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Elijah’s Odd Altar

Many of us are familiar with the confrontation that Elijah had with the prophets of Baal which ended the drought in Israel. Few of us have probably considered his altar.

In 1 Kings 18, we read the story of Elijah appearing to Ahab after three years of famine and drought in Israel. He told Ahab to gather the prophets of Baal and the prophets of Asherah and bring them, along with all the people of Israel, to Mount Carmel where they would have a showdown.

The false prophets spent most of the day consuming their time with trying to conjure up an answer from their demonic false gods. (Have you ever asked why they were willing to accept Elijah’s challenge at all if they had not had success before in producing fire from demonic power?) God stopped any answer from coming, even though they went to the point of cutting themselves and letting their own blood flow as a sacrifice.

When Elijah’s turn came, he repaired the altar of the Lord. Scripture tells us that he took twleve stones, one for each tribe of Jacob.

Wait a minute! Twelve stones? What was Elijah doing? Didn’t he know that there was no longer a single kingdom? Wasn’t he aware of the fact that Israel had seceded from Judah long ago? Had he forgotten that there were two kings, two kingdoms, separate agendas and even serious rivalries going on?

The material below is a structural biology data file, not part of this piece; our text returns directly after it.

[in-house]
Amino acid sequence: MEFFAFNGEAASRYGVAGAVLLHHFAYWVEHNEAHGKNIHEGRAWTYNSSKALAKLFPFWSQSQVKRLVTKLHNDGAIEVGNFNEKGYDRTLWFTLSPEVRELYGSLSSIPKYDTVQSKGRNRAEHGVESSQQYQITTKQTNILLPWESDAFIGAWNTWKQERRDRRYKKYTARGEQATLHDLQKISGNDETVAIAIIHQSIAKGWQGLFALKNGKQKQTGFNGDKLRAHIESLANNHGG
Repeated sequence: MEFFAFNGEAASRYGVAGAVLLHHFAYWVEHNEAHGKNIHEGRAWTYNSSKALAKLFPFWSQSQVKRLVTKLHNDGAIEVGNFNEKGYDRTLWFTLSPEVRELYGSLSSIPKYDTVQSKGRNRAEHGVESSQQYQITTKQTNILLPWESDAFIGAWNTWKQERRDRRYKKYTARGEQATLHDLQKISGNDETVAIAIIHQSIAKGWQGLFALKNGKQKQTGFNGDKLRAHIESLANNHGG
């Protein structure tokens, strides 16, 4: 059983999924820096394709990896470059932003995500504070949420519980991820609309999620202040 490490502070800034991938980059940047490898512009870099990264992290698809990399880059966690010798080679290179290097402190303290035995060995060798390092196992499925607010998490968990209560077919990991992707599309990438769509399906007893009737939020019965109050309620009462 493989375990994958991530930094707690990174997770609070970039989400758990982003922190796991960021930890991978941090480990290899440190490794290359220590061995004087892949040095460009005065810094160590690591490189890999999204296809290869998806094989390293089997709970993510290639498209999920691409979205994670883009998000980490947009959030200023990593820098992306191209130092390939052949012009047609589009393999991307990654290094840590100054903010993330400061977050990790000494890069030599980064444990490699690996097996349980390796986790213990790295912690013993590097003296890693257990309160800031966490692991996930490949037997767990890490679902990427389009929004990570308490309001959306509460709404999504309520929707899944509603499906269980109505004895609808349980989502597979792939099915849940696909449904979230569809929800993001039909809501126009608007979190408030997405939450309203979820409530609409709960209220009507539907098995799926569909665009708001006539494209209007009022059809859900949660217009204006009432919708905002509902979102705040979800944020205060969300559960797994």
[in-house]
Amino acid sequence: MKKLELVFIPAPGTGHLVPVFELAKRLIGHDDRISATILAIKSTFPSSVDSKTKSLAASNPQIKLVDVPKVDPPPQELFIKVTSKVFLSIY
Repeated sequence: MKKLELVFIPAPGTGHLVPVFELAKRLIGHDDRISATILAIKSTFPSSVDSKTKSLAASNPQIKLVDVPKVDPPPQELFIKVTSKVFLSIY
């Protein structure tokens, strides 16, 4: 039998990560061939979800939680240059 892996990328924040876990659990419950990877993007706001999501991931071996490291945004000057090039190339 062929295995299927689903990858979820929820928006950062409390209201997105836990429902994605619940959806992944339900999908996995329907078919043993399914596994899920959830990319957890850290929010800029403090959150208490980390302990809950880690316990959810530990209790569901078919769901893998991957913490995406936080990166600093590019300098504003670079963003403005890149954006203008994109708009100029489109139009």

No. Elijah knew all that. But his action here was a prophetic realization that God IS the God of Israel. He is the God of all twelve tribes, just as James in the New Testament writes “to the twelve tribes scattered abroad.”

God is a God of restoration. He is a God of relationships. And even in the midst of a divided kingdom, His prophet worshiped Him in spirit and in truth with an understanding of the unity that God not only desired but would FULFILL ultimately in His own Son.

Though he ministered in the midst of division, disloyalty and dissension, Elijah ministered in the SPIRIT of unity, holiness and restoration.

What about you? Where do your loyalties lie? With denominational affiliations or with the body of Christ? What are you building? Your kingdom? Some other man’s kingdom? Or God’s kingdom?

Elijah had the ear of heaven because heaven had HIS ear. He refused to let circumstances dictate his obedience to the God of the covenant. How easy it would have been for Elijah to simply toss out two of the stones as unnecessary: “They’re no longer with us. We parted ways. We no longer see eye to eye. Their doctrine is different.” Instead, he honored God by honoring the covenant — and the people of the covenant.

It’s too convenient to try and fight demonic powers and strongholds while trying to worship at an altar with ten stones. But convenient is not always effective OR effectual.

Live God’s vision, even if you never see it in your lifetime. Even if you are the only one who believes it. Even if you are called “the biggest troublemaker in Israel.”

The world will believe and know that God is the Father and that Jesus is His Son who was sent by God when we live and walk in unity.

Live God’s vision.

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